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Moisture control, time-temperature monitoring are among the application areas being driven by biotech products and others, says Freedonia Group
Most types of pharma packaging are dumb and passive because that’s all they need to be, but there is a growing category of active and intelligent packaging, says market researcher Freedonia Group (Cleveland, OH). This category is currently worth $142 million in the US (2008), and is projected to rise by 12.9%/yr to $260 million in 2013. Freedonia’s report, Active & Intelligent Packaging, attributes the growth to factors including the US population’s growing healthcare needs, decreases in the cost of components like time-temperature indicators, and increasing use of biotechnology drugs with high stability requirements.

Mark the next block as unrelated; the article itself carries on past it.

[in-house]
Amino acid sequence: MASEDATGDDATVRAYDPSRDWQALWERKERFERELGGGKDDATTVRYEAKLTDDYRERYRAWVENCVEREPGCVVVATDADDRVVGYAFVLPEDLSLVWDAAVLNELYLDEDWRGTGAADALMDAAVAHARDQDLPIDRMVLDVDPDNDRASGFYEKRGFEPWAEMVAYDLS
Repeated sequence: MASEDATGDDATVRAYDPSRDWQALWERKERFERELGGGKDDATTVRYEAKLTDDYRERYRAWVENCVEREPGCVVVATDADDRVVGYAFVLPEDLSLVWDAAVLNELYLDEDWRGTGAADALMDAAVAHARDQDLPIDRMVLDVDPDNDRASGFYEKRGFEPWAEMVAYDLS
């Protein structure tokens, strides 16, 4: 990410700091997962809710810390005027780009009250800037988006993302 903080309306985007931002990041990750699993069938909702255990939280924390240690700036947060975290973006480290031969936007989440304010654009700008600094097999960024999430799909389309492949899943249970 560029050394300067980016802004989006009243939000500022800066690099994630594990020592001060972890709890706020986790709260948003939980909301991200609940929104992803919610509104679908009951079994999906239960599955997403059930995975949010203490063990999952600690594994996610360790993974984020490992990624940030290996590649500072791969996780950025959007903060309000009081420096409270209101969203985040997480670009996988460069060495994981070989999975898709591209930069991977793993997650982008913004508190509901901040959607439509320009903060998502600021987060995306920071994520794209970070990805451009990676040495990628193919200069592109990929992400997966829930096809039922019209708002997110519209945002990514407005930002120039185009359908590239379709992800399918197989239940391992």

Moisture-control active packaging, currently the largest category analyzed in the report, is forecast to grow at a relatively modest 6.2%/yr in pharma, from $88 million in 2008 to nearly $120 million in 2013, driven by growth in moisture-sensitive pharmaceuticals such as AIDs and cancer drugs. There is also a smaller category of oxygen-scavenging or odor-control packaging.
In contrast, the intelligent packaging market is expected to leap 22%/yr in pharma, from $41m in 2008 to about $110m in 2013. The category includes packages such as “talking bottles” (or caps or labels) that remind patients to take their medicine, or unit-dose packages (blister cards) that include various types of active reminding. Also includes are time-temperature indicators for temperature-sensitive vaccines and biotech drugs. In the past, acceptance of these types of products has been hindered by their high cost as well as a lack of regulatory requirements, the report says.
The Freedonia report, available for purchase at $4,700, also analyzes active and intelligent packaging for food and beverage applications; the overall market is worth $1.26 billion currently, and will grow at an 8.3% rate.